Confidence is normally described as a belief in yourself and your abilities. I don't like this definition because it feels too static. In my mind, self-confidence is not a single belief or idea but a process; it's how you function despite all the challenges you face and the critics who will make you question yourself.

When viewed through this lens, the usual confidence advice of dressing nicely, keeping your head up and speaking clearly is patronizing. These things induce a temporary feeling of confidence, but they address the symptoms rather than the source of the problem.

Designer pant suits aside, the fact is that most of us oscillate between moments of amazing confidence and moments of downright fear regardless of our personality types. How confident we feel in a given situation just depends on the level of challenge we're facing. For instance, I feel confident when explaining myself in writing because I can hone and refine the words until they're pretty close to what I'm thinking. Ask me to say the same things out loud in spontaneous conversation, however, and the brain-mouth connection jams. I start "erming" and "you knowing" like a bumbling idiot. I don't feel confident in that environment at all.

What I've just described is a typical Introvert experience. Being put on the spot is anxiety-inducing for many of us, which is why we may struggle in a roomful of strangers or hate receiving unplanned phone calls. Extraverts, on the other hand, may show a lot of charisma in social situations. Since we mostly see them in social situations where they shine, we tend to assume that they're always that confident. We don't see the other situations that may be hugely challenging to an Extravert. Does anyone really know what goes on behind closed doors?

For Introverts then, there's no such thing as confidence or lack of it. We're all confident in some areas and cowardly in others. All that's actually needed is take the skills we have in one area and apply them to situations we find more challenging, until those situations become less challenging.

And that isn't nearly as hard as it seems.

How to be self-confident

Nothing can be learned without practice. It's the same with feeling confident in the areas that present us with the most challenges. The question is, how can you develop confidence in those areas? I propose a process in four steps:

1. Admit your potential.

2. Experiment with "yes" and "no."

3. Forget about skills.

4. Do not sabotage yourself.

Simple, right? Let's take a closer look.

Admit your potential

A little knowledge can be a dangerous thing. That's a summary of the Dunning Kruger effect which occurs when people fail to assess their own level of competence—or rather, their incompetence—at a task and thus consider themselves much more competent than they actually are. I've not seen any research on this, but I'd hazard a guess that low-conceptualizing types are much less likely to analyze their performance, leading to an inflated sense of competence and, yes, a whole bunch of unwarranted self-confidence.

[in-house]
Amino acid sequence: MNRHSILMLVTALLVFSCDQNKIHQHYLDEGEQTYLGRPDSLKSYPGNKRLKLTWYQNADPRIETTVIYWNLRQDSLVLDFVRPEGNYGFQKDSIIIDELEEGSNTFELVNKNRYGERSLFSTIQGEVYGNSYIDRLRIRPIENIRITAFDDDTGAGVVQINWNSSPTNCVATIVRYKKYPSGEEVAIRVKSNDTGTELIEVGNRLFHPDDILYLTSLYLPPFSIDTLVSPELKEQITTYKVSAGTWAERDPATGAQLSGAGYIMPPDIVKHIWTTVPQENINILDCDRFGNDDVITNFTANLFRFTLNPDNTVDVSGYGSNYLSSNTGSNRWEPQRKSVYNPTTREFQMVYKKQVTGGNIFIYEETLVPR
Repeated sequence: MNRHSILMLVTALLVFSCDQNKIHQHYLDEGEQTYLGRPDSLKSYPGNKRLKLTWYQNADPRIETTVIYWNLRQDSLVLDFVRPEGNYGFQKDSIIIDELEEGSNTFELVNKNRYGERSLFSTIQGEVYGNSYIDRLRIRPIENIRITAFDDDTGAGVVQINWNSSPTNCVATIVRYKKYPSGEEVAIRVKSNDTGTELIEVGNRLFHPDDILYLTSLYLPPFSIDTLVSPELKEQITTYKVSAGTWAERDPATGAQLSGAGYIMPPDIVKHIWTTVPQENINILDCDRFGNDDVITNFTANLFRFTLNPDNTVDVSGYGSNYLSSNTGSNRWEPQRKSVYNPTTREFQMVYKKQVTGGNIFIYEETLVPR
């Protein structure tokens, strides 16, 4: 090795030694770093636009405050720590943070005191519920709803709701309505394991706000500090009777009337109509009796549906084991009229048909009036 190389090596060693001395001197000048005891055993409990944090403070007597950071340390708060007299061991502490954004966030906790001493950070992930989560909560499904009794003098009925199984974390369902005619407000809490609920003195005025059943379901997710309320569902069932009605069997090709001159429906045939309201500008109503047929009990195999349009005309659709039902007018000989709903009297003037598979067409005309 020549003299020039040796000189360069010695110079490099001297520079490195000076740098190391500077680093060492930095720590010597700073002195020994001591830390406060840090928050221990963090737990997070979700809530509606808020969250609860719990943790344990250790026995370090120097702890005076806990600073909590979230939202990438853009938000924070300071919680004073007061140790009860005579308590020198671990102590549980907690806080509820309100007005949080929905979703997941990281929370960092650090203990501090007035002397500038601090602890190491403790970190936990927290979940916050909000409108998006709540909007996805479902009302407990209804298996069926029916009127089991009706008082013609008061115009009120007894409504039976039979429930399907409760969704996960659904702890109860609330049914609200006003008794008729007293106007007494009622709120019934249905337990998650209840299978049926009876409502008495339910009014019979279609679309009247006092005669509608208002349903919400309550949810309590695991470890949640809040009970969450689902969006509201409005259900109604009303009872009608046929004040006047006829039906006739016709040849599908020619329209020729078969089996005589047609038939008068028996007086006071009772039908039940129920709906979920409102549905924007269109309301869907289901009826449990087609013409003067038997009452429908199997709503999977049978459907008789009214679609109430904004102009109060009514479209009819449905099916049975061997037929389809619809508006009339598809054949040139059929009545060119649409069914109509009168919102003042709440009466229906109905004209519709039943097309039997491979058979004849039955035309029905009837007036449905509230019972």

Because Introverts tend to be inward-turning, we also spend a lot of time examining our own experiences. Self-awareness is important to us, and we tend to put a lot of effort into understanding our motivations, behaviors, responses, decisions and mistakes—and we are our own worst critics. Which means, for Introverts, we're more likely to  underestimate our abilities compared to others. We know enough to know that we don't know very much at all, and that starts us wondering when someone's going to find us out. This is known as impostor syndrome.

If you doubt yourself (and I've never met an Introvert who doesn't), remember, this doubt is largely the result of your self-critiquing process. Specifically, it's a result of:

  • Assumptions you make about yourself ("I'm shy so I won't be good in a sales job")
  • Negative messages you have internalized ("My teacher once told me I couldn't draw, so there's no point to me taking an art class")
  • One stupid mistake that you've generalized into being an absolute truth ("I feel anxious when making a presentation because the last time I did it I got some of the numbers wrong.") 

Take a moment to think about it. What abilities are you underestimating because you're a naval-gazing Introvert who doesn't give herself enough credit? Start reeling them off—your qualities, your friendships, your knowledge, your experience and your past successes, large or small. Don't diminish or judge them—just admire the length of the list.  

Now imagine, what amazing things could you accomplish in the light of what you have just listed?

Don't be afraid to experiment with "yes" and "no"

I have the (completely unscientific) idea that people are either "yes" people or "no" people. By which I mean that some people are programmed to say "yes" to every request that comes along (and thus get exploited) and others are programmed to say "no" (and thus miss out on opportunities).